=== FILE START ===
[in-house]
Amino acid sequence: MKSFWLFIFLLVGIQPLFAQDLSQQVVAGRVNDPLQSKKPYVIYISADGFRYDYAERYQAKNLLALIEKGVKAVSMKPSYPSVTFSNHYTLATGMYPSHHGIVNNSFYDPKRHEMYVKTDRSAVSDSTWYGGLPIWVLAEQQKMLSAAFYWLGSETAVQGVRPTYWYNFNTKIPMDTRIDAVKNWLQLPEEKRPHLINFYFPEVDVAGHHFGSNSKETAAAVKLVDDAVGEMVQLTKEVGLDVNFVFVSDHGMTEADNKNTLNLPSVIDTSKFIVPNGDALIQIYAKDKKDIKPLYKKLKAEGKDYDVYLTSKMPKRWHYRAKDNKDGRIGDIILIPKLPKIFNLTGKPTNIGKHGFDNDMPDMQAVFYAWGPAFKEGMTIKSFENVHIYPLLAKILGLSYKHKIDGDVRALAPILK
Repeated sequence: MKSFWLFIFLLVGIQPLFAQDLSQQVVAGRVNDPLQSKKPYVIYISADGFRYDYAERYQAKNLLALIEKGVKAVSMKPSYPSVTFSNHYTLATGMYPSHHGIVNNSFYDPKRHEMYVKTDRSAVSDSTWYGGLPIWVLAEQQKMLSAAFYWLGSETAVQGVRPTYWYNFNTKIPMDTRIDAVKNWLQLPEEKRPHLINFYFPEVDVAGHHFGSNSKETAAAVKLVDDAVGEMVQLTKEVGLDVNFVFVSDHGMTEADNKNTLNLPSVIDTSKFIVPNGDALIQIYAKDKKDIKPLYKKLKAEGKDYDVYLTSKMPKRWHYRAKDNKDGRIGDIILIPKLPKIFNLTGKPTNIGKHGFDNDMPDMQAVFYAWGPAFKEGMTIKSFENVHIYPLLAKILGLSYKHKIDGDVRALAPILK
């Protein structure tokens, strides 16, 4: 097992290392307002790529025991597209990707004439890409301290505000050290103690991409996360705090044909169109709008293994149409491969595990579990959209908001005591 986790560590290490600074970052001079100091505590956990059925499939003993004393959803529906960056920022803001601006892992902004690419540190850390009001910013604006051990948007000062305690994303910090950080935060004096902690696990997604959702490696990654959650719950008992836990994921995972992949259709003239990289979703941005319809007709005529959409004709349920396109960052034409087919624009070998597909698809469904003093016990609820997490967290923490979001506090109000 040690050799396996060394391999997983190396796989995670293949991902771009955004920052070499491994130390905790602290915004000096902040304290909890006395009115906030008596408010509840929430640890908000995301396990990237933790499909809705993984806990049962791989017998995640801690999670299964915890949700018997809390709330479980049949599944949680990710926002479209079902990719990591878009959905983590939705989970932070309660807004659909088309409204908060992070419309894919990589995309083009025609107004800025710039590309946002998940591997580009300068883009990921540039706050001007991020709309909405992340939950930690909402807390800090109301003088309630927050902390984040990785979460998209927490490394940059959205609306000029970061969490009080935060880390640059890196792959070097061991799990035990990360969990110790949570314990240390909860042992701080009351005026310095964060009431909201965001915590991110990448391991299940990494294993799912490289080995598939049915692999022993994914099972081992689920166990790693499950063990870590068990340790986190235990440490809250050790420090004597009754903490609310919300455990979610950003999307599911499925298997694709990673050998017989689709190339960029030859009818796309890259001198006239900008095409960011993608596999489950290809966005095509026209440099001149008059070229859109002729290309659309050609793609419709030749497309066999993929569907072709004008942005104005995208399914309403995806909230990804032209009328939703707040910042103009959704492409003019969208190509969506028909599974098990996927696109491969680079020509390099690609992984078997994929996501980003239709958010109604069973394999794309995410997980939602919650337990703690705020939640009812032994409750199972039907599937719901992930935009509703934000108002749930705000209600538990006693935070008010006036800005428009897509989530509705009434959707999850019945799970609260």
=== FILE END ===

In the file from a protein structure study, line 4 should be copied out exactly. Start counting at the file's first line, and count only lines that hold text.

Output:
């Protein structure tokens, strides 16, 4: 097992290392307002790529025991597209990707004439890409301290505000050290103690991409996360705090044909169109709008293994149409491969595990579990959209908001005591 986790560590290490600074970052001079100091505590956990059925499939003993004393959803529906960056920022803001601006892992902004690419540190850390009001910013604006051990948007000062305690994303910090950080935060004096902690696990997604959702490696990654959650719950008992836990994921995972992949259709003239990289979703941005319809007709005529959409004709349920396109960052034409087919624009070998597909698809469904003093016990609820997490967290923490979001506090109000 040690050799396996060394391999997983190396796989995670293949991902771009955004920052070499491994130390905790602290915004000096902040304290909890006395009115906030008596408010509840929430640890908000995301396990990237933790499909809705993984806990049962791989017998995640801690999670299964915890949700018997809390709330479980049949599944949680990710926002479209079902990719990591878009959905983590939705989970932070309660807004659909088309409204908060992070419309894919990589995309083009025609107004800025710039590309946002998940591997580009300068883009990921540039706050001007991020709309909405992340939950930690909402807390800090109301003088309630927050902390984040990785979460998209927490490394940059959205609306000029970061969490009080935060880390640059890196792959070097061991799990035990990360969990110790949570314990240390909860042992701080009351005026310095964060009431909201965001915590991110990448391991299940990494294993799912490289080995598939049915692999022993994914099972081992689920166990790693499950063990870590068990340790986190235990440490809250050790420090004597009754903490609310919300455990979610950003999307599911499925298997694709990673050998017989689709190339960029030859009818796309890259001198006239900008095409960011993608596999489950290809966005095509026209440099001149008059070229859109002729290309659309050609793609419709030749497309066999993929569907072709004008942005104005995208399914309403995806909230990804032209009328939703707040910042103009959704492409003019969208190509969506028909599974098990996927696109491969680079020509390099690609992984078997994929996501980003239709958010109604069973394999794309995410997980939602919650337990703690705020939640009812032994409750199972039907599937719901992930935009509703934000108002749930705000209600538990006693935070008010006036800005428009897509989530509705009434959707999850019945799970609260």